DALLAS — In an August 7 filing with the Securities and Exchange Commission, Santander Consumer USA revealed that the U.S. Department of Justice (DOJ) has issued a subpoena to the finance source, requesting documents related to subprime auto loans.

Citing the Financial Institutions Reform, Recovery, and Enforcement Act of 1989 (FIRREA), the DOJ requested Santander provide documents and communications “that, among other things, relate to the underwriting and securitization of nonprime auto loans since 2007,” according to the filing.

“We are cooperating with this request,” the filing stated.

Like GM Financial, which reported in a SEC filing Monday that it received such a subpoena on July 28, Santander did not refer to the DOJ’s actions as anything other than a standard legal proceeding “arising in the normal course of business.”

In the past, the DOJ has used the FIRREA to go after finance sources in the mortgage area. Last month, Citigroup was ordered by the DOJ to pay the largest civil penalty under FIRREA in history — $4 billion — for its conduct in the packaging, securitization, marketing, sale and issuance of residential mortgage-backed securities prior to Jan. 1, 2009.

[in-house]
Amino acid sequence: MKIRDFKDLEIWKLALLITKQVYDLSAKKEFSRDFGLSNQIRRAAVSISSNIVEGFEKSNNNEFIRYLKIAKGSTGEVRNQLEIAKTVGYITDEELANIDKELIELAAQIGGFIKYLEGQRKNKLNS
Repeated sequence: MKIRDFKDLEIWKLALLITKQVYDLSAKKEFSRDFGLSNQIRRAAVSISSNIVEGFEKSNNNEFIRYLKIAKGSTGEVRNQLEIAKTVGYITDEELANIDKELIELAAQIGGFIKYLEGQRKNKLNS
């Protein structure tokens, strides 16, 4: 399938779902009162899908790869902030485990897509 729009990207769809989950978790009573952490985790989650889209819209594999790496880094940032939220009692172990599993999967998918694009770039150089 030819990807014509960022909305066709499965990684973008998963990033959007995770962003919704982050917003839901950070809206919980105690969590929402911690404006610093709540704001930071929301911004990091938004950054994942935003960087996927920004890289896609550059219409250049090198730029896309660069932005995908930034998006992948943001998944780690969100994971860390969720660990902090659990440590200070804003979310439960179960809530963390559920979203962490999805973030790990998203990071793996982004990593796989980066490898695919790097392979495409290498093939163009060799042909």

“We have recorded no material reserves for any cases and do not believe that there are any proceedings threatened or pending that would have a material adverse effect on us if determined adversely,” Santander concluded in its filing.

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